components of SCM
The SCM management components are the third element of the
four-square circulation framework.
The level of integration and
management of a business process link is a function of the number
and level, ranging from low to high, of components added to the
link (Ellram and Cooper, 1990; Houlihan, 1985).
Consequently, adding more management components or increasing the
level of each component can
increase the level of
integration of the business process link. The literature on
business process reengineering, buyer-supplier
relationships, and SCM suggests various possible components
that must receive managerial
attention when managing supply relationships.
Lambert and Cooper
(2000) identified the following
components which are:
· Work structure
· Organization structure
· Product flow facility structure
· Information flow facility structure
· Management methods
· Power and leadership structure
· Risk and reward structure
· Culture and attitude
However, a more careful examination of the existing literature
leads us to a more comprehensive structure of what should be the key
critical supply chain components, the "branches" of the previous
identified supply chain business processes, that is what kind of
relationship the components may have that are related with suppliers
and customers accordingly.
Bowersox and Closs states that the emphasis
on cooperation represents the synergism leading to the highest level
of joint achievement (Bowersox and Closs, 1996).
A primary level
channel participant is a business that is willing to participate in
the inventory ownership responsibility or assume other aspects
financial risk, thus including primary level components (Bowersox and
A secondary level participant (specialized), is a
business that participates in channel relationships by performing
essential services for primary participants, thus including secondary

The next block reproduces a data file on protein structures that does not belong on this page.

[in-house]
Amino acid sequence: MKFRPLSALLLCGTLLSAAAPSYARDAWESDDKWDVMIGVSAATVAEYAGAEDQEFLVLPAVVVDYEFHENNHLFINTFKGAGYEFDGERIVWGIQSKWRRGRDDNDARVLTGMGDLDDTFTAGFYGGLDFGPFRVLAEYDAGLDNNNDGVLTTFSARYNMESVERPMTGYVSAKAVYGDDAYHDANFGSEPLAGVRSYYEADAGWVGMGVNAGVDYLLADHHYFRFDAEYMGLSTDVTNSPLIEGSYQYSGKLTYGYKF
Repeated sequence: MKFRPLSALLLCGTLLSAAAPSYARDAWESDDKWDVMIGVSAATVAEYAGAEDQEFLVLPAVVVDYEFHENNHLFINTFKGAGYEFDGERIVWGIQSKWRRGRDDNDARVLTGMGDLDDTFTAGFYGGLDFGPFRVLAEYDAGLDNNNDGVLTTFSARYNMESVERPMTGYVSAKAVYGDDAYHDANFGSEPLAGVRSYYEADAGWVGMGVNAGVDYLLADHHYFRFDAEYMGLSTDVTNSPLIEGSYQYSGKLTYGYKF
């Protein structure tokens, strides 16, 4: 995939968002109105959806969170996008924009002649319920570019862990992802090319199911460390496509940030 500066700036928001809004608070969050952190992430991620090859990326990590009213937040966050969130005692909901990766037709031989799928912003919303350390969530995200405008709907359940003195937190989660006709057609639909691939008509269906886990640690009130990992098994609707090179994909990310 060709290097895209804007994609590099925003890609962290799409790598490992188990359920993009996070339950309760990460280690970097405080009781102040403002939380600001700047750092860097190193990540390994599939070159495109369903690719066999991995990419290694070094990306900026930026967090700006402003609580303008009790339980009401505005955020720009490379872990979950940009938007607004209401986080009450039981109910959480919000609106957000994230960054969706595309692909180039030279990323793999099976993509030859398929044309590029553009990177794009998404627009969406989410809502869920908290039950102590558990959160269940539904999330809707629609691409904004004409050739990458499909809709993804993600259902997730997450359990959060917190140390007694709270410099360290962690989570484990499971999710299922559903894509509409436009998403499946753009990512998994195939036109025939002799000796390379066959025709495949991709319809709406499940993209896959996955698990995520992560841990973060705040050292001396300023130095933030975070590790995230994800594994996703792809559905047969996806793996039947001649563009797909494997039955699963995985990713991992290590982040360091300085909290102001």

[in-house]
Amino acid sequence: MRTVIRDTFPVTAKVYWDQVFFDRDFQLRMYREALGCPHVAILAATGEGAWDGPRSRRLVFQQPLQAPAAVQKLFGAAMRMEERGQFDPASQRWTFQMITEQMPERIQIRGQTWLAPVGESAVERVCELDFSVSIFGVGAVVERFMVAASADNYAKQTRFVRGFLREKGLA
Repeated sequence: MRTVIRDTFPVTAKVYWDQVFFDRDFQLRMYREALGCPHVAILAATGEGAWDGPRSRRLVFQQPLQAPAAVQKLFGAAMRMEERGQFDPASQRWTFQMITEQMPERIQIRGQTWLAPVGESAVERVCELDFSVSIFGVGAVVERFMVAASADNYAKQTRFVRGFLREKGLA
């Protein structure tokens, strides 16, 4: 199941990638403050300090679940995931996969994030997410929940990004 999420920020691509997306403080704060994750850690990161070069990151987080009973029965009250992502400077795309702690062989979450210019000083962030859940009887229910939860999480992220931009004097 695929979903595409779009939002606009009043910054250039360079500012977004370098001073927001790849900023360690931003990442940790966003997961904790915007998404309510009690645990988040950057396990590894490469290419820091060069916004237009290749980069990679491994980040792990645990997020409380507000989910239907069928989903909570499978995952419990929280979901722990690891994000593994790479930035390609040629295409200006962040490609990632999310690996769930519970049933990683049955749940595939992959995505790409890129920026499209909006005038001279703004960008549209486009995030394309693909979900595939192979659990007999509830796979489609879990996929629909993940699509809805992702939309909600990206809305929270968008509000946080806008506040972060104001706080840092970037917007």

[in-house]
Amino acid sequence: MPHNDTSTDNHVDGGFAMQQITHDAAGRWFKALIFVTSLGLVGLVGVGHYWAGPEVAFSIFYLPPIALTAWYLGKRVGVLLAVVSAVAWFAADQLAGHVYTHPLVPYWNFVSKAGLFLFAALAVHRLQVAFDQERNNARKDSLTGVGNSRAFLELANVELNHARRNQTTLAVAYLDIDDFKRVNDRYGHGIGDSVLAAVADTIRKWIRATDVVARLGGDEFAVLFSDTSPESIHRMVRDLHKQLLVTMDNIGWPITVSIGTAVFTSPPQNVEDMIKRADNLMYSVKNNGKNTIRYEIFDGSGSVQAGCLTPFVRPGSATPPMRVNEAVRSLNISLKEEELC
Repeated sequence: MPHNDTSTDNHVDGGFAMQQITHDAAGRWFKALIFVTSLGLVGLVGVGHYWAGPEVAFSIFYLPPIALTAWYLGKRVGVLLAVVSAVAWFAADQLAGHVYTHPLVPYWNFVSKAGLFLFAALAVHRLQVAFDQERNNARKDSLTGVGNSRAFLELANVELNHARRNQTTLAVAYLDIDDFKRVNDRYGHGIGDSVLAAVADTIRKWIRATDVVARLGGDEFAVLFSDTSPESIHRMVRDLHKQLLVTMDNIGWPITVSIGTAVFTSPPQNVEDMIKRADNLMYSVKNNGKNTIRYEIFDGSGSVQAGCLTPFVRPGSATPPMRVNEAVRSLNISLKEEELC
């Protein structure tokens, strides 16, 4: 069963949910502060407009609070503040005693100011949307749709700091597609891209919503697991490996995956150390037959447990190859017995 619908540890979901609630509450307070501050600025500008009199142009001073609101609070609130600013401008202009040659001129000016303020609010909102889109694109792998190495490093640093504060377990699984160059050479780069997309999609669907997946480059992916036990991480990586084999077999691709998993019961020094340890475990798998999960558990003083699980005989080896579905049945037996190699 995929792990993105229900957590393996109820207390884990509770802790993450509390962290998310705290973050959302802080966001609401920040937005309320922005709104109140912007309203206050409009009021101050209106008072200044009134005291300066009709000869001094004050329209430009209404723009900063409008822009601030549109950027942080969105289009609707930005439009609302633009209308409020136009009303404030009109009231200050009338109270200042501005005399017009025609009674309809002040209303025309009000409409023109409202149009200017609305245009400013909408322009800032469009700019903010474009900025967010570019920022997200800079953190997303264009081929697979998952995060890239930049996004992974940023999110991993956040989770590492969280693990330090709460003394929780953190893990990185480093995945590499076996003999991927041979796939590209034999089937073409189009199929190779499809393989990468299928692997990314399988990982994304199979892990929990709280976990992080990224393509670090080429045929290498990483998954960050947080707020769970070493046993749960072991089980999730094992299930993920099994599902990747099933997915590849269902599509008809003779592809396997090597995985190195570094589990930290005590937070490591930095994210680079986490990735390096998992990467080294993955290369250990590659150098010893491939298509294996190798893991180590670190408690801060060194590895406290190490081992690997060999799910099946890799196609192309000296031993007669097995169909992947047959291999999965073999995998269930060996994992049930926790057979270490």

level components, which are supporting the primary ones.
level channel participants and components may be included, that will
support the primary level channel participants, and which are the
fundamental branches of the secondary level components.
Consequently, Lambert and Cooper's framework of supply chain
components, does not lead us to the conclusion about what are the
primary or secondary (specialized) level supply chain components ( see
Bowersox and Closs, 1996, p.g. 93), that is what supply chain
components should be viewed as primary or secondary, and how should
these components be structured in order to have a more comprehensive
supply chain structure and to examine the supply chain as an
integrative one (See above sections 2.1 and 3.1).
Baziotopoulos reviewed the literature to identify supply chain
components. Based on this study, Baziotopoulos (2004) suggests
the following supply chain components :
1. For Customer Service Management: Includes the primary level
component of customer relationship management, and secondary level
components such as benchmarking and order fulfillment.
2. For Product Development and Commercialization: Includes the primary
level component of Product Data Management (PDM), and secondary level
components such as market share, customer satisfaction, profit
margins, and returns to stakeholders.
3. For Physical Distribution, Manufacturing support and
Procurement: Includes the primary level component of Enterprise
Resource Planning (ERP),
with secondary level components such as warehouse management,
material management, manufacturing planning, personnel management,
and postponement (order management).
4. For Performance Measurement: This includes the primary level
component of logistics performance measurement, which is correlated
with the information flow facility structure within the organization.
Secondary level components may include four types of measurement such
as: variation, direction, decision and policy measurements. More
specifically, in accordance with these secondary level components
total cost analysis (TCA), customer profitability analysis (CPA), and
Asset management could be concerned as well. In general, information
flow facility structure is regarded by two important requirements,
which are a) planning and Coordination flows, and b) operational
5. For Outsourcing: This includes the primary level component of
management methods and the company's cutting-edge strategy and its
vital strategic objectives that the company will identify and adopt
for particular strategic initiatives in key the areas of technology
information, operations, manufacturing capabilities, and logistics
(secondary level components).